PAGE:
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Let me assume, that I have an arbitrary electric field. Is there any way to determine what happens to this electric field if it is appolied to a charge in let me say water with natrium chloride in it? I guess there is some kind of response to the electric field by the ions, so that it will just "die out", as the electrolytes will screen it. Is there an equation that would confirm this idea?

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You want something like the Poisson-Boltzmann equation, or its linearized form, the Debye-Huckel equation.

To illustrate the effect, consider an immobile spherical charge $Q$ at the center of your coordinate system, surrounded by small mobile charge carriers of charge $\pm q$. Gauss's law will give you the potential $\phi(r)$ as a (spherically symmetric) function of $Q$ and the number of mobile charges contained within the radius $r$. The potential energy of a single mobile charge $q$ located at $r$ is $U = q\phi(r)$. Because these charges can easily move around, they will follow a Boltzmann distribution. Combining those two facts will give you a differential equation for the potential everywhere. It's a nasty equation, because it contains an $\exp(\phi(r)/kT)$ term.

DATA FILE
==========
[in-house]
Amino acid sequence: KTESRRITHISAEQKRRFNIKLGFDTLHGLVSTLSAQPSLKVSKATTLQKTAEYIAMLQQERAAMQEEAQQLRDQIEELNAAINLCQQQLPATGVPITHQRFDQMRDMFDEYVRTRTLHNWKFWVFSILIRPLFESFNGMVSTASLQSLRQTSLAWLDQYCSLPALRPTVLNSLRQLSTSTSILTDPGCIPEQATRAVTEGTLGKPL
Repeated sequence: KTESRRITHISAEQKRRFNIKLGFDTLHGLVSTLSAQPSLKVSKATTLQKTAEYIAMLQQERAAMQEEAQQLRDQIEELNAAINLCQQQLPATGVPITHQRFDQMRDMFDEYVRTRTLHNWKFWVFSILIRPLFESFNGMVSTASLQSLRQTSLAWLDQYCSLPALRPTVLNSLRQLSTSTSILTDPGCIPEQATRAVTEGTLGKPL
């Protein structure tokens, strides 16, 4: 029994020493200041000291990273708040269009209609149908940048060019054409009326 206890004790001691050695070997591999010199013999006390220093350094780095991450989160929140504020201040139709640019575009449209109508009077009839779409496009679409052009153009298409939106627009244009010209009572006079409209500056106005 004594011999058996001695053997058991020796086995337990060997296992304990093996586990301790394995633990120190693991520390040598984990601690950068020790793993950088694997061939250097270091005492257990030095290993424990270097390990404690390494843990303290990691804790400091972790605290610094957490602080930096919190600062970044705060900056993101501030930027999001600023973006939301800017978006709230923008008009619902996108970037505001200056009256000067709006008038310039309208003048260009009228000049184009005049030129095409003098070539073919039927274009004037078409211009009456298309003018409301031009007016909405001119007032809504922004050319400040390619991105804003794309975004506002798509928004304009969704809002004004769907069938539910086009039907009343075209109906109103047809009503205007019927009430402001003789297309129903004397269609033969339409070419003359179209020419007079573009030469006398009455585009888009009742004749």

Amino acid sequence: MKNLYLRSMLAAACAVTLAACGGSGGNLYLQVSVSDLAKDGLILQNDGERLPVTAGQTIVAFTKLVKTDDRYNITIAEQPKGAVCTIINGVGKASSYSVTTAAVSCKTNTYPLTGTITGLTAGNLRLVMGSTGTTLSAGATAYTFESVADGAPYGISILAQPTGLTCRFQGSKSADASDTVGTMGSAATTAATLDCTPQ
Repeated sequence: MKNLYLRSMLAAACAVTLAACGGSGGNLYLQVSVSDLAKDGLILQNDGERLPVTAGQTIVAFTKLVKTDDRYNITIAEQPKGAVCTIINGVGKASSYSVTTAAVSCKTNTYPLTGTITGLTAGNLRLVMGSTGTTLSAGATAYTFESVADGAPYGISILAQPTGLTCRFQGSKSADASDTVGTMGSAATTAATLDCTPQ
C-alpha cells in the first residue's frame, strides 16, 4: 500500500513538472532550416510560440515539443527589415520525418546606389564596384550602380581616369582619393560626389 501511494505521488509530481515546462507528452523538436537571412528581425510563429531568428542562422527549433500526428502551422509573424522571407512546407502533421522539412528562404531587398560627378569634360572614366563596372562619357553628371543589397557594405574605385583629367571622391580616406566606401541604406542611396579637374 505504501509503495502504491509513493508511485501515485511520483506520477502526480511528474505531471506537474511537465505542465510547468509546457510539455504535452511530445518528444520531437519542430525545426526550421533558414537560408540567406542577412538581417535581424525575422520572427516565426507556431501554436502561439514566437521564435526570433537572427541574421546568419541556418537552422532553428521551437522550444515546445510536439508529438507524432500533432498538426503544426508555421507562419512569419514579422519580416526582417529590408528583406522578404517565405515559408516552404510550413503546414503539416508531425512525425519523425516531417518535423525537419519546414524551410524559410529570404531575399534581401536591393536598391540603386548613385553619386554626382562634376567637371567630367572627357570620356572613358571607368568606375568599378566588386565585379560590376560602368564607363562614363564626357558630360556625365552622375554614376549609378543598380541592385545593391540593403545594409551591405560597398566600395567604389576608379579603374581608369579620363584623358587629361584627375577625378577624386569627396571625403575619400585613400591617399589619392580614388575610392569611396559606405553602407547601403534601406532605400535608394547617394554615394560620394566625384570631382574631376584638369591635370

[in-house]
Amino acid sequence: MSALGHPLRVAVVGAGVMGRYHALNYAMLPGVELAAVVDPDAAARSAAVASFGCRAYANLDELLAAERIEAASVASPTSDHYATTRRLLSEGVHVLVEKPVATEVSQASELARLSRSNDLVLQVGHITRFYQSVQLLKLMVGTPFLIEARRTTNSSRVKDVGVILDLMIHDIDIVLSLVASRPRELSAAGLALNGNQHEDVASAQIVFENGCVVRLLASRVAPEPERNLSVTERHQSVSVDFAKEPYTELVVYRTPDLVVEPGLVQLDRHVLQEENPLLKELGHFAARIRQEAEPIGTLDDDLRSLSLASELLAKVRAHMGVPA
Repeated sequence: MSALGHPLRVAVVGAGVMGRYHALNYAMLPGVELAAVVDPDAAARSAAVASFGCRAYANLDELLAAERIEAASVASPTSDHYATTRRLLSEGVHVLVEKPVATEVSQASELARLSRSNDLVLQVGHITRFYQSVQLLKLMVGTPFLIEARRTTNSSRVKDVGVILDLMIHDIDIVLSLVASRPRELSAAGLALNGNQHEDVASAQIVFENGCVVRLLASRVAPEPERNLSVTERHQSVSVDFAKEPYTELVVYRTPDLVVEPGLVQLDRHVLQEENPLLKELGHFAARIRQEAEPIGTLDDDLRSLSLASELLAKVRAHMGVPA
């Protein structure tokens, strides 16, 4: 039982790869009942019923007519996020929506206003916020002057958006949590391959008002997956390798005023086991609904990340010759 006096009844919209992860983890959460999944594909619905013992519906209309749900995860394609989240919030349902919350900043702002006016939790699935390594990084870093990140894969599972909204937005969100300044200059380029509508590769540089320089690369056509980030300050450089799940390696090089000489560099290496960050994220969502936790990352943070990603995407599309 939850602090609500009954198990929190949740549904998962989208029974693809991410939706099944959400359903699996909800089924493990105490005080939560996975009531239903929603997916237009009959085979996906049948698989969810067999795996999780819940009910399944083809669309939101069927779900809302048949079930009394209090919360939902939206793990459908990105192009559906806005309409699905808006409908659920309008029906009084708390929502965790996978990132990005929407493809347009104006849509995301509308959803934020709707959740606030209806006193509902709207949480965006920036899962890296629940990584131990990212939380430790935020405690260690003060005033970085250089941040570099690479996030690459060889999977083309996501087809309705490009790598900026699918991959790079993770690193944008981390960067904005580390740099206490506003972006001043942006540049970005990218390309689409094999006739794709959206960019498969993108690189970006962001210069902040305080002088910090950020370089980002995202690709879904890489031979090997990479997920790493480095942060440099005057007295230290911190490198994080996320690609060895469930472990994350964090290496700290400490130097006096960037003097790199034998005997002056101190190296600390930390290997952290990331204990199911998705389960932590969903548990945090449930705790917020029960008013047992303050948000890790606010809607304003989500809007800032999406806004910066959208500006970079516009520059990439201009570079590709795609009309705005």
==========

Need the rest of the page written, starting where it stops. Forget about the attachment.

If the potential is much less than $kT$, you can Taylor expand the expoential as $\exp(\phi/kT) = 1 + \phi(r)/kT + O(\phi^2)$. That gives you a linear differential equation for $\phi$. The result of that equation is that $\phi(r) \propto \frac{e^{-\kappa r}}{r}$. So in addition to the $1/r$ dependence you see from the immobile charge, you acquire an exponential fall-off due to the "cloud" of mobile charges. $\kappa^{-1}$ is called the Debye screening length. The most important characteristic is that the Debye length is proportional to the square root of the concentration of your mobile ions.

It should be possible to write out the Poisson-Boltzmann equation for an arbitrary fixed charge/potential. And if the ionic strength that you care about is sufficiently weak, it should be possible to also write down the corresponding Debye-Huckel equation. My guess is that the primary effect of adding the ions would still be the $e^{-\kappa r}$ fall-off.

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